Story from National Geographic
Wildlife officials in the Cayman Islands are struggling to determine who killed six extremely rare blue iguanas found butchered in a nature preserve over the weekend. The reptiles were found Sunday at Queen Elizabeth II Botanical Park, a refuge for the iguanas and other wildlife on Grand Cayman Island.
The crime is a devastating blow to the species, which is found only on the small Caribbean island and is listed as critically endangered by the World Conservation Union (IUCN). Most of the remaining blue iguanas live in Queen Elizabeth Park, where a breeding program was begun in 2001. Outside the park, as few as ten of the animals are thought to survive, according to IUCN.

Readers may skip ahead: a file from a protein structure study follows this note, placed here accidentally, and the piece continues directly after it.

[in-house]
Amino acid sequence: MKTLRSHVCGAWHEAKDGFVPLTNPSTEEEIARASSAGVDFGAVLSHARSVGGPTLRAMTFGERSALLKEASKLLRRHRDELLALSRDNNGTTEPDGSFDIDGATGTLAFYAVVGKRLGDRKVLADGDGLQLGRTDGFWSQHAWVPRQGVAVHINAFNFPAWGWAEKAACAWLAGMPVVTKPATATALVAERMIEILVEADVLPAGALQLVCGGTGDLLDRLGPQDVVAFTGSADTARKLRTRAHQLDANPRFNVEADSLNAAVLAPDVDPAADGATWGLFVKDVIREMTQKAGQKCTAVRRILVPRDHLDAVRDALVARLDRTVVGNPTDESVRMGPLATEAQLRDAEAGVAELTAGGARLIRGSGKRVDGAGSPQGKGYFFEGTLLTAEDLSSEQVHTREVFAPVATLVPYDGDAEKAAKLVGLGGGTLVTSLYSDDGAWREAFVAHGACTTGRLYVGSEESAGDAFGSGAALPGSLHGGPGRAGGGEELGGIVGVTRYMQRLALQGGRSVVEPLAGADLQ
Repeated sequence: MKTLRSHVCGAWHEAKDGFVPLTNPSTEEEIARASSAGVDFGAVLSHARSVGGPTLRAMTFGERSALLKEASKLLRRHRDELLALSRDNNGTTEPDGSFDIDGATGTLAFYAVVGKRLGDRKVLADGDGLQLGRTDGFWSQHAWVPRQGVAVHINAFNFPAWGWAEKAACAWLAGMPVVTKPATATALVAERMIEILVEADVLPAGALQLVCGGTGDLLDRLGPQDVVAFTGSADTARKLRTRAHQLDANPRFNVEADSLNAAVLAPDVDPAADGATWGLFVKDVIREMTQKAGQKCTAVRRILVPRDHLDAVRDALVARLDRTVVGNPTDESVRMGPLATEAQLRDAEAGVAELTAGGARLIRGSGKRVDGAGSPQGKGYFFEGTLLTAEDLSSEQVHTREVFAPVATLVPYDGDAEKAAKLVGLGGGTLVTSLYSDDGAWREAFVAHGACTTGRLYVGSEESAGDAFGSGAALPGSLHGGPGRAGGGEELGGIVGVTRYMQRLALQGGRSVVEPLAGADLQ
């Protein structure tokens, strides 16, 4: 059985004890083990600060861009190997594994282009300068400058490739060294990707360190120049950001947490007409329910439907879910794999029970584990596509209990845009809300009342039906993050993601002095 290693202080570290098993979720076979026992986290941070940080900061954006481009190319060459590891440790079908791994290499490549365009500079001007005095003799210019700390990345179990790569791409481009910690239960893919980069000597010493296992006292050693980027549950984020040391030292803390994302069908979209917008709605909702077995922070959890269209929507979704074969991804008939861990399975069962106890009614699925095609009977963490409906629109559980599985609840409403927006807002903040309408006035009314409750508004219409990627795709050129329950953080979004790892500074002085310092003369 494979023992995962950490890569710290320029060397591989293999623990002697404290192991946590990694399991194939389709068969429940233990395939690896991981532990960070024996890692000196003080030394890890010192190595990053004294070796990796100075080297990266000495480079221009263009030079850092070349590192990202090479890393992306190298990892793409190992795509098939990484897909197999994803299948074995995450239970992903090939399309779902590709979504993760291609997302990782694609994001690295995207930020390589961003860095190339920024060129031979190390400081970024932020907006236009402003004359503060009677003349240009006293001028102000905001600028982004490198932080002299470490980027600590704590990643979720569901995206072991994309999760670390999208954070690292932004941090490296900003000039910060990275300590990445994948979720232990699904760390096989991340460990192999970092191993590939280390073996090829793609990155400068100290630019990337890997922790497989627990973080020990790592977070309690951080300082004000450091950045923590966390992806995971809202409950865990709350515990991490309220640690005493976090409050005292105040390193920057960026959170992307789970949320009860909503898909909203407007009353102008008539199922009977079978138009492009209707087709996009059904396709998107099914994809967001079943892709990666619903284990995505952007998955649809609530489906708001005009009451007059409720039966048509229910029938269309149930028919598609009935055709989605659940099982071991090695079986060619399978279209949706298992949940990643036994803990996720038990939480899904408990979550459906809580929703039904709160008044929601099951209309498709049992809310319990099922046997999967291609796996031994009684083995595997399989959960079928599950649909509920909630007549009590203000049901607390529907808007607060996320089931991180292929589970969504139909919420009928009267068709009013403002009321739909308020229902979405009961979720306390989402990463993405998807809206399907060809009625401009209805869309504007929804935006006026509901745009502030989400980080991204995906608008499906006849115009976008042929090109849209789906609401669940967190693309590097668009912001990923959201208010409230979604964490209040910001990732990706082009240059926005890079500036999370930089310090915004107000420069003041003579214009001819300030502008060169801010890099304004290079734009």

The six dead iguanas were found with their bodies crushed, and some had also been lacerated and partially dismembered. "This is a despicable act that was carried out by cowardly and cruel individuals," Chief Inspector Richard Barrow told the Cayman News Service. "The community … is truly sickened by this incident, and we will not stop until we find who is responsible for this senseless act." No motives or suspects were known, he added, but officials are offering a thousand-Cayman-dollar reward for information leading to an arrest.